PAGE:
Those within the institution ‘do the right things at the right time.’  What are the ‘right things’ to do?  The ‘right things’ are those things that ‘optimize total effectiveness.’  ‘Optimize’ helps the institution avoid mediocrity – One of Greenleaf’s major institutional criticisms is that too many settle for mediocrity rather than seeking to be distinctive.

‘Total effectiveness’ is directly related to Greenleaf being a ‘student of organizations – how things get done.’  ‘Total’ means ‘all-encompassing’ not just focused in one department or division or product or. . .   Folks can embrace this because the ‘goals are clear and comprehensive’ – a real challenge for institutions of all sizes and types and for-profit and not-for-profit as well.  AND these goals are ‘understood’ by all – another daunting challenge for it takes an investment of time, energy and effort in order to ensure that ‘all’ understand the goals and ‘what ought to be done.’  What is a major outcome for an organization?  Is it employee compliance, adaptation, buy-in or is it ‘emotional ownership’?

Given all of this, folks come to ‘believe’ (is ‘belief’ enough?) that these are the ‘right things to do’ and given this they will then ‘take the necessary actions’ to ensure success and to take the ‘actions’ without being ‘instructed’ to do so.  Folks need to have the skills, abilities, resources and support in order to take the initiative; they also need a structure and policies and procedures that create the safe space/environment for them do so.  Folks are capable of doing this – check out the Harley-Davidson story of the early 1980s and the on-going stories at Southwest Airlines and Johnsonville Meats for good examples of this.

These ‘actions’ are ‘voluntary.’  You cannot ‘purchase’ this.  I call it giving ‘discretionary energy’ – the energy that cannot be bought but is freely given (you cannot coerce or manipulate folks to give you this energy).  Again, there are examples on both ends of the continuum – no matter the ‘industry’ (airlines, hospitals, educational institutions, foundations, financial institutions, and ‘professional’ organizations of all types – religious, engineering, law, etc.).

Greenleaf’s observations and challenges continue to be relevant today – what does this say about us?  What does it say about those of us who for two generations continue to espouse Greenleaf’s concept of the servant (leader and follower)?  Why do we continue to refuse (or is it ‘resist) to learn from institutions of all types that successfully live out what Greenleaf espouses above?  I am not talking about ‘replicating’ or ‘cloning’ them – that does not seem to work; I am talking about truly ‘learning’ from them and then taking the time, energy and effort to emerge ‘our own way’; the way that will work for us?  Perhaps Greenleaf was correct: We are too satisfied with being mediocre.

What have you done with the garden entrusted to you? –Machado


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We are sentenced to live with who we become. –Max De Pree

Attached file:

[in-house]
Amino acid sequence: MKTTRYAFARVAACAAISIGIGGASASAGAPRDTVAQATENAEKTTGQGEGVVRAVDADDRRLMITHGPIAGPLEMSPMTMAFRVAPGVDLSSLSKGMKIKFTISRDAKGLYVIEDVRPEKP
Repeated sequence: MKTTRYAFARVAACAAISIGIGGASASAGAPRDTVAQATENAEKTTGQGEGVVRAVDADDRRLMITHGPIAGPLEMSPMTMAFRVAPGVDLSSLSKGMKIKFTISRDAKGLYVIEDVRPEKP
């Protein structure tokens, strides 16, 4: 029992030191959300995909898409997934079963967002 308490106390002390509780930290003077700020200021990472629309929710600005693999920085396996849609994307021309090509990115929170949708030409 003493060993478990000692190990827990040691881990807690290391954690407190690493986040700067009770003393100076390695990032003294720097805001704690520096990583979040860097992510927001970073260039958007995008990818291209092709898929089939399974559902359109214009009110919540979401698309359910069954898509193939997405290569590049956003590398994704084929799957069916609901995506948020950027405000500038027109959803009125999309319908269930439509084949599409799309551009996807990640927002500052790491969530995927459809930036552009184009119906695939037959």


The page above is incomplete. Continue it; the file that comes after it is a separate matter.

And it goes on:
Let us continue and briefly explore the following two statements [see Part I, 1 October, 2019 for the context of what follows]:

 SERVANT, Greenleaf writes: ‘. . .by acting with integrity and spirit, [the servant] builds trust and lifts people and helps them grow.’ 

LEADER, Greenleaf writes is one ‘. . .who is trusted and who shapes other peoples destinies by going out ahead to show the way.’ 

At this point it might be helpful to define three terms:

INTEGRITY = the state of being whole; an adherence to moral and ethical principles

SPIRIT = the vital, animating principle in humans; a principle that animates thoughts, feelings and actions [Greenleaf called this ‘Entheos’]

TRUST = reliance on the integrity of a person; the responsibility imposed on a person in whom confidence is placed

The Servant and the Leader are charged with different, yet complementary, challenges.  The Servant is a ‘trust-builder.’  For Greenleaf, being a ‘trust-builder’ is a key characteristic of the Servant [the question, of course, is ‘How does one go about building trust?’].  The Servant is also charged with ‘lifting people up.’  This ‘lifting’ occurs after people have stumbled and fallen (and as imperfect beings we are all guaranteed to have this experience many times over during our lifetime); hence, forgiveness, healing (‘to make things whole’), and reconciliation also come into play.

‘Lifting up’ also means that the Servant helps others live into and out of their potential and helps others develop, or develop more fully, their gifts, talents and abilities so that they can serve the needs that exist in their world.

The Servant is also charged with helping people ‘grow’ — since Greenleaf is interested in ‘seeing things whole’ one’s growth will also occur wholistically within the four following dimensions: the Physical, the Intellectual, the Emotional, and the Spiritual.  When the Servant acts, he or she does so with ‘integrity’ and ‘spirit’ [‘Entheos’ – the spirit that sustains us].

The Leader is ‘trusted’ by the led; they are trusted because they stay ‘true’ [the question is: What do they stay true to? Whom do they stay true to?].  The following question might be one helpful guide: ‘What do the led ‘trust’ in the leader?’  Individuals will respond to this question differently; at least this is my experience.

Greenleaf also says that the Leader ‘shapes other people’s destinies.’  The Leader does this in a very specific way, ‘by going out ahead and showing the way.’

People’s destinies are directly connected to whether they choose to follow ‘the way’ or not.  Their destinies are also connected to the ‘attitudes’ they carry with them as they choose to follow.  Greenleaf is clear that there are two types of Leaders — one is by role and the other is by situation.  Thus, anyone is capable of ‘going out ahead and showing the way.’

One risk for the Leader occurs when he or she goes out ahead to show the way.  Another risk occurs when others decide to follow the Leader; they entrust themselves to the Leader.  Trust is perhaps the major tap root that nurtures both the Servant and the Leader.  My current thinking is that this is so.

Trust starts with truth and ends with truth. –Santosh Kalwar